Streamlining the Blue HousePresident-elect Park Geun-hye’s transition team is reportedly preparing a revamp of the Blue House organization following the reorganization of government ministries and agencies. Park wants to reduce the size of the presidential office by slashing the number of the Blue House staff of more than 550, downsizing her secretary offices and lessening their authority.
The president-elect said she will give more power to her prime minister than before and that she plans to revive the now-defunct post of deputy prime minister in charge of the economy as a control tower for the government’s overall economic policy direction. Then there would be no need for so many secretary offices. In fact, the current post of policy director at the Blue House has no significant role in the government. Park does not need to appoint senior secretaries for each sector given their alarmingly mighty roles, which are nearly on par with ministers in terms of authority. Park also needs to get rid of a number of obscure posts the Lee Myung-bak administration created.
No doubt ministers have a hard time implementing government policies when a number of high-level officials support the president nearby and have a bigger say than ministers themselves. The transition team’s attempt to downsize the presidential office is appropriate. Senior officers who have worked in the Blue House say there is no problem in state administration as long as the president can take advantage of the expertise of a few senior administrators in crucial fields, including personnel, economy, diplomacy and security.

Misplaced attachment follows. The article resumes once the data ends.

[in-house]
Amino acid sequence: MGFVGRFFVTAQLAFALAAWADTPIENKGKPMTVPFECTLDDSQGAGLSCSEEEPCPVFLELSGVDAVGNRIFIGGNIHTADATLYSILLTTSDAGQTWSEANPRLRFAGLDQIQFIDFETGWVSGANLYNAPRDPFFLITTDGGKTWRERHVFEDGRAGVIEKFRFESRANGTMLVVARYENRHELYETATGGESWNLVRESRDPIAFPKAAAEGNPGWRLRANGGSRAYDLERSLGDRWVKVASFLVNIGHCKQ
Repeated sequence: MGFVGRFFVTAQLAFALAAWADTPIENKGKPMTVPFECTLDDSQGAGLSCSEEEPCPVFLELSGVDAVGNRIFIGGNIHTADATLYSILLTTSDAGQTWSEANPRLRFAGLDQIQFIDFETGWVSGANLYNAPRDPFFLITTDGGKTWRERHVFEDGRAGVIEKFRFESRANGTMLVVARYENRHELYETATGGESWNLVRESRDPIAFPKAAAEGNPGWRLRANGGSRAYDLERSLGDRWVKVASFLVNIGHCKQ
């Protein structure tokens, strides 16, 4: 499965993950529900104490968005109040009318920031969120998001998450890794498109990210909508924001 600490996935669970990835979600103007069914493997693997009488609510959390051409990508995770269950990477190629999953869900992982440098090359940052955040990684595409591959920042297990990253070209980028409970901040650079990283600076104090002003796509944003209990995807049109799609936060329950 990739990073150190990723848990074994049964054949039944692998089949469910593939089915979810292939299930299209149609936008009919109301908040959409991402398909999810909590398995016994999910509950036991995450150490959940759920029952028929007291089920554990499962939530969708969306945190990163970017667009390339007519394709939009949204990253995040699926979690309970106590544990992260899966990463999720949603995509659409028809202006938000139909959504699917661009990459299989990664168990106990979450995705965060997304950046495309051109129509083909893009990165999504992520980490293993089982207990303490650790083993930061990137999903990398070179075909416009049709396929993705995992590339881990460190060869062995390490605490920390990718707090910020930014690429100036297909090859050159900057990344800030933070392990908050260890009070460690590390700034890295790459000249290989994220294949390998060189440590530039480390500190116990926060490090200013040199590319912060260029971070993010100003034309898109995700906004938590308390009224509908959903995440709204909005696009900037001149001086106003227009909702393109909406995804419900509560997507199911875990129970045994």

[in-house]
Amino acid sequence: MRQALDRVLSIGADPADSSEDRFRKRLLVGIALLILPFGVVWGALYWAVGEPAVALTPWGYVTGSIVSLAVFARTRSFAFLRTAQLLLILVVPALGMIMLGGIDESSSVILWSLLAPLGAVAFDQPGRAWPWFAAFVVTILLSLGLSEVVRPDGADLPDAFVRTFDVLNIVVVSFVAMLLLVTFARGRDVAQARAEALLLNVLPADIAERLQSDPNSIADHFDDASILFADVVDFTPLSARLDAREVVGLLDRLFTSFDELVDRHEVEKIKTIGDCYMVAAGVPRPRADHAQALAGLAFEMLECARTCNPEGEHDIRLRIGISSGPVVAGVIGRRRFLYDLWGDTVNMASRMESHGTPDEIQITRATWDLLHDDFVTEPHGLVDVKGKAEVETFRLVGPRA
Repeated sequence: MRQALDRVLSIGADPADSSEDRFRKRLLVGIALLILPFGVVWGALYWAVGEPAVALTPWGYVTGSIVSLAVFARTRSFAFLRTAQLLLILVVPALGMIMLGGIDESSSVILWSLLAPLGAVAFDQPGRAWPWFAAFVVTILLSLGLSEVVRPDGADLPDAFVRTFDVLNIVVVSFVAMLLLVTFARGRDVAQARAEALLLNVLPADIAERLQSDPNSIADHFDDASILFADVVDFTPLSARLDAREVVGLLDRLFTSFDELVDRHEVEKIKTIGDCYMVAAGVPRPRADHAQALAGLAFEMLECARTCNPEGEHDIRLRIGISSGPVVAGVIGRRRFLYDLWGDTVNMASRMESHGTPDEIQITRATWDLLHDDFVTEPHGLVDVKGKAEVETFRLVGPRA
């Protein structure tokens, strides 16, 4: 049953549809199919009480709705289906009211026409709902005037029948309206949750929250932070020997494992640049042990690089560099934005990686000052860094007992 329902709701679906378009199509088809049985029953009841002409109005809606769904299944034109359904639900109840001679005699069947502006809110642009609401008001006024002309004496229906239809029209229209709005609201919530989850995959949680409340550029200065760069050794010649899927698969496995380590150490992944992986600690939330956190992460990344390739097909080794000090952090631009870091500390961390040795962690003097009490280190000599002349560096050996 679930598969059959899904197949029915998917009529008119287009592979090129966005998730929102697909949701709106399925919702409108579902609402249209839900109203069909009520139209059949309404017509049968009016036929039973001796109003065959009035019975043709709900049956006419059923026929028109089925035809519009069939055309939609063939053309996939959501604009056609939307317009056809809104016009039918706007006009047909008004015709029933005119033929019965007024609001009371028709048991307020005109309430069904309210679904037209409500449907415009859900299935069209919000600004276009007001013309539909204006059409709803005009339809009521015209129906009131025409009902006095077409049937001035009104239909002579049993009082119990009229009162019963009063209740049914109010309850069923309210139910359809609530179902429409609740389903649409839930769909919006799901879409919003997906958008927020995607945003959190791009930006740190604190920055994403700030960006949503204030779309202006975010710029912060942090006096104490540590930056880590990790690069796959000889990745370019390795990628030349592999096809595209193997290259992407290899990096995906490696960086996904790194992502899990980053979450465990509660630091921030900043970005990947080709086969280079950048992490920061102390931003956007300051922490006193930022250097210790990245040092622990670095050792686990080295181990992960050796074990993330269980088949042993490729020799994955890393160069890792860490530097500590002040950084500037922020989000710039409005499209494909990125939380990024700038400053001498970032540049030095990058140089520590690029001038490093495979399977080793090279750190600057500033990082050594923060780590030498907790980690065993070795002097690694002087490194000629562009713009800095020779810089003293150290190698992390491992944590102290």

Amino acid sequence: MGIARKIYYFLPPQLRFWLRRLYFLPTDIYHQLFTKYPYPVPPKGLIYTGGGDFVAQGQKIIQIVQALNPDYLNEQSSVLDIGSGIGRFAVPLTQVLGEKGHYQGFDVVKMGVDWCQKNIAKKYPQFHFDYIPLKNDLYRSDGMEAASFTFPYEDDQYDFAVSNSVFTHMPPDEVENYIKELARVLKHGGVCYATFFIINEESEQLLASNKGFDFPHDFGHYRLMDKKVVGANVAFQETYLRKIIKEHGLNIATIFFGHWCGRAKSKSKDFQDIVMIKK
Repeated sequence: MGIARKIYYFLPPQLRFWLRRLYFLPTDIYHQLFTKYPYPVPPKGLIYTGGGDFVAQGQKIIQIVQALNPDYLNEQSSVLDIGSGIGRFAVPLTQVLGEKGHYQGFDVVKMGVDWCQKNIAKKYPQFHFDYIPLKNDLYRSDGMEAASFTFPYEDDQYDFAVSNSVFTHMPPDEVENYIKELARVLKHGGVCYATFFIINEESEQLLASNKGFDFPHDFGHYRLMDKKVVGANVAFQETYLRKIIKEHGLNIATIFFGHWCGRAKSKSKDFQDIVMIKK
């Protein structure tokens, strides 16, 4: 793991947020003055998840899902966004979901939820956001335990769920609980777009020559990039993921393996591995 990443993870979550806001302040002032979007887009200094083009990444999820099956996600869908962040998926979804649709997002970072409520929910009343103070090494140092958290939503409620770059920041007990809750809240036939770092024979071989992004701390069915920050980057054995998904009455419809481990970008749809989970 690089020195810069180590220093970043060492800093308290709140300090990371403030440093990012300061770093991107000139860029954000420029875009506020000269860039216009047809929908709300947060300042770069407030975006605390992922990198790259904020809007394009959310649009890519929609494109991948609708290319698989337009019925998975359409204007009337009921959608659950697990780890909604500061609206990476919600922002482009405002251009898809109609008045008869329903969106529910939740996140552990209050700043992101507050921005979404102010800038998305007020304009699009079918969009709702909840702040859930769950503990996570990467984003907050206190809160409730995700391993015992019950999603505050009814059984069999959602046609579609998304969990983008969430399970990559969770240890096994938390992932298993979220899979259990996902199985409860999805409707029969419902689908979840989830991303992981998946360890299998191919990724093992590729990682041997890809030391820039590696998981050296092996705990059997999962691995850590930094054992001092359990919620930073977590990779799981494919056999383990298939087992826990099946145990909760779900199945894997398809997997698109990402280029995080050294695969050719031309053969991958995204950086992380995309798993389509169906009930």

Instead, the president must make better use of ministers by consulting with them whenever necessary. As Park decided to increase the number of ministerial-level posts, it would be much better for her to utilize ministers’ capabilities as if they were senior secretaries. That will help strengthen the power and responsibilities of ministers. If Park opts to allow her presidential staff to handle policy matters, a small Blue House is impossible.
If the presidential office can turn smaller and more efficient, Park can also eliminate what is called a “Blue House premium,” referring to influence-peddling by senior Blue House officials, particularly in promotion season. Civil servants have regarded their careers at the Blue House as a certificate for their successful public life - thanks to the old tradition of elevating those who were dispatched to the Blue House to higher posts when they return to their departments. Park’s Blue House revamp will not only raise the effectiveness of her government but correct that bad practice in officialdom.
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